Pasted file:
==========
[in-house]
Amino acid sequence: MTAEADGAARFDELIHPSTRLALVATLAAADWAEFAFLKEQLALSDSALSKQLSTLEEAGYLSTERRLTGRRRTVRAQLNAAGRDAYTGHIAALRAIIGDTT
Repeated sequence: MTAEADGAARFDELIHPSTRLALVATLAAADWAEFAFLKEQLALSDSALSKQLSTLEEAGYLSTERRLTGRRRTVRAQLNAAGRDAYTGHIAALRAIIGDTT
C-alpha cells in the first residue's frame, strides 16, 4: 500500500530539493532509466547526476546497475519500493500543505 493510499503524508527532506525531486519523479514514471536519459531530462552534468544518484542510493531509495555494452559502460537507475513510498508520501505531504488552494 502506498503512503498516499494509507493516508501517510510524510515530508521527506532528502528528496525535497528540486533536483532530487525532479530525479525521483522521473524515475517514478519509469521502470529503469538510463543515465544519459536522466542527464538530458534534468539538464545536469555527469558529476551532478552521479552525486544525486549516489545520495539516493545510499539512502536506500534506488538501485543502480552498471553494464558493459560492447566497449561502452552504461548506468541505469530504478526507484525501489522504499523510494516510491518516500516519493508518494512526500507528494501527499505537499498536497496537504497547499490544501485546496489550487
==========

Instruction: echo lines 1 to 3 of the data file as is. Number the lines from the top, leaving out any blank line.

[in-house]
Amino acid sequence: MTAEADGAARFDELIHPSTRLALVATLAAADWAEFAFLKEQLALSDSALSKQLSTLEEAGYLSTERRLTGRRRTVRAQLNAAGRDAYTGHIAALRAIIGDTT
Repeated sequence: MTAEADGAARFDELIHPSTRLALVATLAAADWAEFAFLKEQLALSDSALSKQLSTLEEAGYLSTERRLTGRRRTVRAQLNAAGRDAYTGHIAALRAIIGDTT